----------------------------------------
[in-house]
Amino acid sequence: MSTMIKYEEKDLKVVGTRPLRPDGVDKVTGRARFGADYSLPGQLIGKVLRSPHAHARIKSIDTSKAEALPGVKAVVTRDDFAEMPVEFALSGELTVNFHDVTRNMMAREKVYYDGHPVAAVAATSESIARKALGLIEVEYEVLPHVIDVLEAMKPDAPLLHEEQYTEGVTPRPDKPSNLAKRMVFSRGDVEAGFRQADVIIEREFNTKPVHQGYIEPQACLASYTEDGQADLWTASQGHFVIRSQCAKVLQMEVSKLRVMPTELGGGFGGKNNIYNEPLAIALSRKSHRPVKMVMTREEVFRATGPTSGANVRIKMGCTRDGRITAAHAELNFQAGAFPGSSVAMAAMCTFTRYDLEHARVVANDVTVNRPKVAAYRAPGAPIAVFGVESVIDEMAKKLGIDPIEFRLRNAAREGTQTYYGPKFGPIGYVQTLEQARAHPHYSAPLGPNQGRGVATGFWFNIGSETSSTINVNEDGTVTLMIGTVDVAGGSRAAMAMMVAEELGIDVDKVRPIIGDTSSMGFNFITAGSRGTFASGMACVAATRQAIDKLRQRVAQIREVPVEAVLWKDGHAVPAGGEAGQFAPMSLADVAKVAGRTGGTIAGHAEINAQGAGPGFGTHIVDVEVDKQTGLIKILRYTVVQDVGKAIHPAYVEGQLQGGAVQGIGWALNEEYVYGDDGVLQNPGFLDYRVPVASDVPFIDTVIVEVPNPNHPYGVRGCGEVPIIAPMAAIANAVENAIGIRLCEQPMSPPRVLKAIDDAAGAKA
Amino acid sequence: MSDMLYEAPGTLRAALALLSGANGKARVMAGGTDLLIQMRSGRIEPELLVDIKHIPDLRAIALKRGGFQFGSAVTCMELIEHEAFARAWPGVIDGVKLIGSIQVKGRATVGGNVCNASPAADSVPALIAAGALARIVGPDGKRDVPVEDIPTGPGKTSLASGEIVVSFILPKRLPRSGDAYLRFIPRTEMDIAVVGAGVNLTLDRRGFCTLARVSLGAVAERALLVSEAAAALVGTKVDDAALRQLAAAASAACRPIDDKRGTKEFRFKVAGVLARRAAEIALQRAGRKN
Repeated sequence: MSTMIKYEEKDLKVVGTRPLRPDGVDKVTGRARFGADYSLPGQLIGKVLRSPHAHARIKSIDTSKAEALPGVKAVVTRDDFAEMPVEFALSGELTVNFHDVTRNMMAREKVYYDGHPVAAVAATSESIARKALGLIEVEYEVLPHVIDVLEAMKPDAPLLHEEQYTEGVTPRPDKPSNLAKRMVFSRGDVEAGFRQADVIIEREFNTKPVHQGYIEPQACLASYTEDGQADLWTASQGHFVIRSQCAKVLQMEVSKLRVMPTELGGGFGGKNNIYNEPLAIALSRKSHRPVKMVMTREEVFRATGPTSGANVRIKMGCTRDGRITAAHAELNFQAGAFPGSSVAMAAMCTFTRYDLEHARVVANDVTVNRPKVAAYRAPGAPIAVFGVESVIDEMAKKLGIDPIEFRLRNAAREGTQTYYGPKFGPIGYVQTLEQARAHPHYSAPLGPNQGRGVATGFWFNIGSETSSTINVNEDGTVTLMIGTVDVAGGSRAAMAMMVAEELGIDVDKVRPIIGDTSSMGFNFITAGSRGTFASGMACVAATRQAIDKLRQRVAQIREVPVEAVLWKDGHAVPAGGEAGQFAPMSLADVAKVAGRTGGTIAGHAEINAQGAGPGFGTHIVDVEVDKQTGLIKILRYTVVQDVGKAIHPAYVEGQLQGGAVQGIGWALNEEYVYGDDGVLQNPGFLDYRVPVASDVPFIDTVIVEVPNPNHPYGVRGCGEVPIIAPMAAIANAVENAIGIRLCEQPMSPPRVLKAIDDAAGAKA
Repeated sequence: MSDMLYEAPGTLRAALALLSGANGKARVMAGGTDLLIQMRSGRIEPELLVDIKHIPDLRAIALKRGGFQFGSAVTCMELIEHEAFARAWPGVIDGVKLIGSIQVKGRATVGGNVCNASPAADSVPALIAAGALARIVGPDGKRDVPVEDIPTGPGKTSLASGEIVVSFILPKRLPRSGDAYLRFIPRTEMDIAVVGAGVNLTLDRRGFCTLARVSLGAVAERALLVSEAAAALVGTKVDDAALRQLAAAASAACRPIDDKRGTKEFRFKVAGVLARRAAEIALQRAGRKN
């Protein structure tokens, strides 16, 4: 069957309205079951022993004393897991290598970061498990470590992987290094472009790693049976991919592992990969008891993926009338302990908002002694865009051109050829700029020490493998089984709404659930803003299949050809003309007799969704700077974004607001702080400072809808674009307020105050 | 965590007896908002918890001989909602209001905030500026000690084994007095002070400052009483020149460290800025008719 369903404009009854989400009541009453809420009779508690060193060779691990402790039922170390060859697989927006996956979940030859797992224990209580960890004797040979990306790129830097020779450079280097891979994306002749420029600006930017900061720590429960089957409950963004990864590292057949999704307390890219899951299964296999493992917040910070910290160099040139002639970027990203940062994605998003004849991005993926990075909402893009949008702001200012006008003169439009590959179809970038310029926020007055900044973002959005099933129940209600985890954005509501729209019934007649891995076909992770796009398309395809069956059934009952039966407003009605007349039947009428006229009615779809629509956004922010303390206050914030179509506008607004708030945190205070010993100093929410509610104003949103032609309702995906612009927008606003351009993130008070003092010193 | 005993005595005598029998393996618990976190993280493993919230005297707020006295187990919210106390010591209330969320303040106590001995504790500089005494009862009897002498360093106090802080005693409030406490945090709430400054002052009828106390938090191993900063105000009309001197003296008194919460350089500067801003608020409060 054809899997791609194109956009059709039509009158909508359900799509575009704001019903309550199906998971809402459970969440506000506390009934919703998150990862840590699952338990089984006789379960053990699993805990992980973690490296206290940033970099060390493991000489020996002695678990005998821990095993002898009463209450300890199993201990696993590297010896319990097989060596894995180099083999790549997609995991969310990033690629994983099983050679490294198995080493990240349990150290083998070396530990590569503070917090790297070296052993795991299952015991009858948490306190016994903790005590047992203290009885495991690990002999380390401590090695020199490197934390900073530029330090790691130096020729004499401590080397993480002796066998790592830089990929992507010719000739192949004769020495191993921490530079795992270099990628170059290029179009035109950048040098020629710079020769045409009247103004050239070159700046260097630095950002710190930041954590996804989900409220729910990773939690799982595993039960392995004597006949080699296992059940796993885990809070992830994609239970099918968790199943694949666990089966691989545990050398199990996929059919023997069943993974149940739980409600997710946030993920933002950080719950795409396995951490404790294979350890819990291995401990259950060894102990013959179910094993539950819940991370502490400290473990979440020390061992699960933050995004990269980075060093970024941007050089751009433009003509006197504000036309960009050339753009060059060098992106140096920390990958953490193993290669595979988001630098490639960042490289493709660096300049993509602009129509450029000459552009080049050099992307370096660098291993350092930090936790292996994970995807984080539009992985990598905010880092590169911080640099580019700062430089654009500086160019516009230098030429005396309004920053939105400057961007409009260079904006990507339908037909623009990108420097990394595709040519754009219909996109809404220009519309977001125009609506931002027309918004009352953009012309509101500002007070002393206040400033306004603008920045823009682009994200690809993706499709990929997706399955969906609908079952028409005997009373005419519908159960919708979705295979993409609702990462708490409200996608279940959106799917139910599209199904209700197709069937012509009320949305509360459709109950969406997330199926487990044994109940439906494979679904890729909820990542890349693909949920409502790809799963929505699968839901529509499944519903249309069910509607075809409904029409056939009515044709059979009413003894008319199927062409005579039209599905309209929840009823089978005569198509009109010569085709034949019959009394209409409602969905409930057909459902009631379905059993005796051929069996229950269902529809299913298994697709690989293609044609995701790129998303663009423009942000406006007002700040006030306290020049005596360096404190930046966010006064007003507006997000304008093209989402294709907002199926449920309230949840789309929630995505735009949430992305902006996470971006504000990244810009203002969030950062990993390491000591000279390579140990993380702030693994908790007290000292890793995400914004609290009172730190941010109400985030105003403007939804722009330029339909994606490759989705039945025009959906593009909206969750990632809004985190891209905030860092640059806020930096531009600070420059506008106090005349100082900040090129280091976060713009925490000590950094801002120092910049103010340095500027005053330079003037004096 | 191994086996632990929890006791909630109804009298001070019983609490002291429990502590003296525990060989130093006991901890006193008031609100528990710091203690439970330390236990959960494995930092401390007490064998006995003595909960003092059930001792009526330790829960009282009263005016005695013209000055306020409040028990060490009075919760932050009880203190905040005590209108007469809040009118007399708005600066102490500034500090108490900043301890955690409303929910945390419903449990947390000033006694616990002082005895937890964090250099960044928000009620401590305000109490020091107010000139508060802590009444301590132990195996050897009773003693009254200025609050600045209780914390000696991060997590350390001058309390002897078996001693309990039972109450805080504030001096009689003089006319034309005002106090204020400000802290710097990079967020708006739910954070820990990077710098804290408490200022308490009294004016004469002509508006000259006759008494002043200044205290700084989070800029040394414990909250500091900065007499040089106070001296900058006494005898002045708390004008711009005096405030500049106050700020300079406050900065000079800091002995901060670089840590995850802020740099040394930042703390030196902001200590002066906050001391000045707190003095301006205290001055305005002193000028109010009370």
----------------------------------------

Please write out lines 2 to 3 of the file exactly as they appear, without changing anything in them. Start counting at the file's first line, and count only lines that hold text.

Amino acid sequence: MSTMIKYEEKDLKVVGTRPLRPDGVDKVTGRARFGADYSLPGQLIGKVLRSPHAHARIKSIDTSKAEALPGVKAVVTRDDFAEMPVEFALSGELTVNFHDVTRNMMAREKVYYDGHPVAAVAATSESIARKALGLIEVEYEVLPHVIDVLEAMKPDAPLLHEEQYTEGVTPRPDKPSNLAKRMVFSRGDVEAGFRQADVIIEREFNTKPVHQGYIEPQACLASYTEDGQADLWTASQGHFVIRSQCAKVLQMEVSKLRVMPTELGGGFGGKNNIYNEPLAIALSRKSHRPVKMVMTREEVFRATGPTSGANVRIKMGCTRDGRITAAHAELNFQAGAFPGSSVAMAAMCTFTRYDLEHARVVANDVTVNRPKVAAYRAPGAPIAVFGVESVIDEMAKKLGIDPIEFRLRNAAREGTQTYYGPKFGPIGYVQTLEQARAHPHYSAPLGPNQGRGVATGFWFNIGSETSSTINVNEDGTVTLMIGTVDVAGGSRAAMAMMVAEELGIDVDKVRPIIGDTSSMGFNFITAGSRGTFASGMACVAATRQAIDKLRQRVAQIREVPVEAVLWKDGHAVPAGGEAGQFAPMSLADVAKVAGRTGGTIAGHAEINAQGAGPGFGTHIVDVEVDKQTGLIKILRYTVVQDVGKAIHPAYVEGQLQGGAVQGIGWALNEEYVYGDDGVLQNPGFLDYRVPVASDVPFIDTVIVEVPNPNHPYGVRGCGEVPIIAPMAAIANAVENAIGIRLCEQPMSPPRVLKAIDDAAGAKA
Amino acid sequence: MSDMLYEAPGTLRAALALLSGANGKARVMAGGTDLLIQMRSGRIEPELLVDIKHIPDLRAIALKRGGFQFGSAVTCMELIEHEAFARAWPGVIDGVKLIGSIQVKGRATVGGNVCNASPAADSVPALIAAGALARIVGPDGKRDVPVEDIPTGPGKTSLASGEIVVSFILPKRLPRSGDAYLRFIPRTEMDIAVVGAGVNLTLDRRGFCTLARVSLGAVAERALLVSEAAAALVGTKVDDAALRQLAAAASAACRPIDDKRGTKEFRFKVAGVLARRAAEIALQRAGRKN